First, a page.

My Favourite Painting: Annoushka Ducas

Jewellery designer Annoushka Ducas chooses a René Magritte painting which hangs in the Museum of Modern Art in New York.

Annoushka Ducas on her choice of René Magritte’s L’Empire des Lumieres (Dominion of Light) II 

‘I have always loved the Surrealists. They’re witty and thought-provoking, challenging observers’ preconditioned perceptions of reality. It must be a family thing, as my great-grand-mother, Louise Ducas, was painted by Salvador Dalí in the 1930s, when he first came to New York.

I first saw a version of the Magritte painting at MOMA in New York many years ago and, at the time, it had a really dramatic impact on me. I loved the mystery and magic of the bright blue daytime sky juxtaposed with the cosy darkened home. It is both confusing and entrancing, day and night fused into one.’
Annoushka Ducas is a jewellery designer and co-founder of Links of London

John McEwen analyses L’Empire des Lumieres II

This Surrealist masterpiece by the Belgian painter René Magritte was so popular with collectors that he painted it, with minor variations, almost 20 times over a similar number of years. Shortly after he finished the first completed version, begun in 1949, he painted the second, reproduced here. ‘“The Dominion of Light” no 2 is finished & is very fine,’ he wrote to his art dealer, Alexandre Iolas. The art patrons Jean and Dominique de Menil bought and presented it to MOMA and, nine years later, the artist still thought it ‘revealed the full strength of the idea’. The de Menils had long wanted him to paint another version. In 1962, he completed a new one, the kernel of an idea abandoned since 1948.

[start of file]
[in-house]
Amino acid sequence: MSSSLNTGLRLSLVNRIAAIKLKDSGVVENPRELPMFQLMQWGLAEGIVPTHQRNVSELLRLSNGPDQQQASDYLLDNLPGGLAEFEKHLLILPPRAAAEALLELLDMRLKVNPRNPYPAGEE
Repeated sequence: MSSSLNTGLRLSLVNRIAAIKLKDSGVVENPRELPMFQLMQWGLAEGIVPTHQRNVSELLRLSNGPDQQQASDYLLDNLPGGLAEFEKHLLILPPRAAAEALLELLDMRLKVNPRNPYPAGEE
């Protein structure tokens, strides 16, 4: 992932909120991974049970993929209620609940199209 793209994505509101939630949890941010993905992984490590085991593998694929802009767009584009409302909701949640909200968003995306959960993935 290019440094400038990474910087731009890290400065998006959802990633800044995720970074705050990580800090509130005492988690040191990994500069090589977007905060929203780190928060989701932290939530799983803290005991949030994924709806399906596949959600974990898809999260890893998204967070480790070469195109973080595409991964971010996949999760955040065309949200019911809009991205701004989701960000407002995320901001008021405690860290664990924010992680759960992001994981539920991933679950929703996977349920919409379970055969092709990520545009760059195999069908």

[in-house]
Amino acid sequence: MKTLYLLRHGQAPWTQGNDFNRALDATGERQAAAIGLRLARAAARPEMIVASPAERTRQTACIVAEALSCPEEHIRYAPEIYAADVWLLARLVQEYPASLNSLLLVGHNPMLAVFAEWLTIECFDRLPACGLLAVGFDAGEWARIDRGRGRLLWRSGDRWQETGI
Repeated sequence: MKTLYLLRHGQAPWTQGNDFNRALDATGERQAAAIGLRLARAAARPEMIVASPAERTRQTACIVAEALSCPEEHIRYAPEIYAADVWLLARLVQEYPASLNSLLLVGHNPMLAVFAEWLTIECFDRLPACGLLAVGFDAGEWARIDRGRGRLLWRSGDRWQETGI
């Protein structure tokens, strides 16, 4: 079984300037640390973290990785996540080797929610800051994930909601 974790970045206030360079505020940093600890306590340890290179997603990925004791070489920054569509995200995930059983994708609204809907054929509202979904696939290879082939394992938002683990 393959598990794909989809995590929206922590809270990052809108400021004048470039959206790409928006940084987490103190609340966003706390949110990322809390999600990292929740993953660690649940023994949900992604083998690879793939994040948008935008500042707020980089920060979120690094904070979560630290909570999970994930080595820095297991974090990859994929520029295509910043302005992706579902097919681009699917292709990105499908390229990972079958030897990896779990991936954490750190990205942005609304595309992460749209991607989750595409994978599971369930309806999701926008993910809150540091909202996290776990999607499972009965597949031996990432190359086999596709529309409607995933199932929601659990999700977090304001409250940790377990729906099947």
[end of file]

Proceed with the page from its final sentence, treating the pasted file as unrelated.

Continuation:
He explained the subject in a 1956 broadcast: ‘The landscape suggests night and the sky day. This evocation of night and day seems to me to have the power to surprise and delight us. I call this power: poetry.’

The title was provided by his writer friend and fellow Belgian Surrealist Paul Nougé. Another Surrealist friend, the artist Marcel Mariën, complained that Magritte’s notion of the contradiction’s poetic power was lost in some translations: ‘English, Flemish and German translators take it [empire] in the sense of territory, whereas the fundamental meaning is obviously “power”, “dominance”.’

Magritte was even more irritated by an interpretation by the Surrealist Paul Colonet: ‘It appears I am a great mystic,’ he wrote to Mariën, ‘providing consolation (because of the luminous sky) for our miseries (the landscape of houses and black trees)… all this keeps us on the level of pathetic humanity.’

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